Downloading and installing Railway Operation Simulator makes no changes to the registry nor to any other operating system or user settings. It does not require a complex installation procedure and does not have an uninstall program. If it isn’t wanted then just delete it, nothing else will be affected. It was developed under Windows 10 using Embarcadero’s C++ Builder compiler version 10.3.
Important Note: Please don’t hide the Windows taskbar when running the program as it causes the screen to flash. Why this should happen isn’t known at present.
Unzipping file ‘Release v2.12.0.zip’ produces a folder named ‘Railway’, together with a user manual named ‘Manual v2.12.0.pdf’, a quick start guide named ‘Quick start.pdf’, this file ‘readme.txt’, and a folder named ‘Metadata’, explained below.
The ‘Railway’ folder should be moved to the location from where the program is to run, and must be a read/write location – i.e. somewhere on a hard disk or a memory stick, but not a CDRom. For convenience, when the folder has been located, open up the folder and add a shortcut on the desktop to the main program file which is named ‘railway.exe’. This can be done by right clicking on the ‘railway.exe’ file icon in Windows Explorer, selecting ‘Send To’, then in the submenu selecting ‘Desktop (create shortcut)’.
Existing users should allow files in their existing ‘Railway’ folder to be replaced with new ones from the new folder.
We recommended printing ‘Quick Start.pdf’ (4 pages of A4) for reference during the first use of the program. ‘Manual v2.12.0.pdf’ is the program’s help file in a single document which can also be printed if you wish – it’s a 55 page A4 document – though the same information is available anytime from within the program via the ‘Help’ menu.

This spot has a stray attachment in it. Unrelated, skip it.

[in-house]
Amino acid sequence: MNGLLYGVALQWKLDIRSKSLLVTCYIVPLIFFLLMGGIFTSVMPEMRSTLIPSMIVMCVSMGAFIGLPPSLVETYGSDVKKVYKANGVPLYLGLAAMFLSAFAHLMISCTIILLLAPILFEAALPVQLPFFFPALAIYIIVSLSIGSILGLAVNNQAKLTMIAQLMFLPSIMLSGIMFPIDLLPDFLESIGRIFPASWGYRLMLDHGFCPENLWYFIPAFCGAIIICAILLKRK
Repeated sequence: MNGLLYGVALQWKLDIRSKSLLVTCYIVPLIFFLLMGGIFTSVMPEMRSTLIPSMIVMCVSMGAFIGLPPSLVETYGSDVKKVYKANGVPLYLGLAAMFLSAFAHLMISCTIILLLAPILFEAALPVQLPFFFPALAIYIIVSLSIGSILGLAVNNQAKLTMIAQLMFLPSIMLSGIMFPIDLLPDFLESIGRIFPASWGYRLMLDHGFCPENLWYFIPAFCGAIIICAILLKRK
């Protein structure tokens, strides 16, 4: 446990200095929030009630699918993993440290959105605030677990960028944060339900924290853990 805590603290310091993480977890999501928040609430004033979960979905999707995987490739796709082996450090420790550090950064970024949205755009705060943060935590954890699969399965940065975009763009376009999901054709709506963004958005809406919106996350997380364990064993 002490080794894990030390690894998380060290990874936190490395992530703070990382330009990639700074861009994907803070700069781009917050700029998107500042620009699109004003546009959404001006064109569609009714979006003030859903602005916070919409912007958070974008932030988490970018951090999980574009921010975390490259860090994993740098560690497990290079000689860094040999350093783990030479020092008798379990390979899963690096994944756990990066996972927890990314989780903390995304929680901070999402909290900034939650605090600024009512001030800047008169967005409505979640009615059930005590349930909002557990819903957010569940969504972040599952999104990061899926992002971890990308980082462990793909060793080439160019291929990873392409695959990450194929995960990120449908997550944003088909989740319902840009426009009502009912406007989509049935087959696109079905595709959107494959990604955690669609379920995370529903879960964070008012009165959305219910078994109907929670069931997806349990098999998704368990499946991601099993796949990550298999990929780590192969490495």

If you don’t have a ‘pdf’ reader please go to http://get.adobe.com/uk/reader/ to download a free copy.
A lot more help is available from the website (www.railwayoperationsimulator.com) under the ‘Help’ tab. There are two quickstart videos available and a more in-depth series of four videos produced by Keith Hazelton entitled ‘Designing a Railway (with video)’. They provide a detailed introduction to the program and are highly recommended. Timetabling is the most difficult aspect to learn, so help is available in the form of an introduction and online tutorials under the ‘Help’ tab, and the tutorials are also downloadable under the ‘Downloads & Projects’ then ‘Base Program’ tabs. Also downloadable is a detailed explanation of timetable error messages.
There is a very active Discord community where developing projects are discussed along with many other things associated with railways, and if additional help is needed it can easily be obtained by posting your problem in the ‘helpdesk’ channel. You are invited to sign up by clicking the ‘Discord’ tab on the website.
The Metadata folder contains two files, one for each of the two railways that come with the download – Birmingham and Liverpool. The files are of type .toml – ‘Tom’s Obvious Minimal Language’, which provides a format that is both human and computer-readable. Going forward it is intended to make more use of computer file reading, so users are encouraged to provide these files with any new railways that they submit to the website. More information about toml files can be found at https://toml.io/en/, and a list of country codes is provided at https://www.iso.org/obp/ui/#search/code.
That’s it – ready to go – we hope you like the program and find it useful.
Please let us know via Discord or the website how you get on with it – good points, bad points and any errors (hopefully few).
The ROS team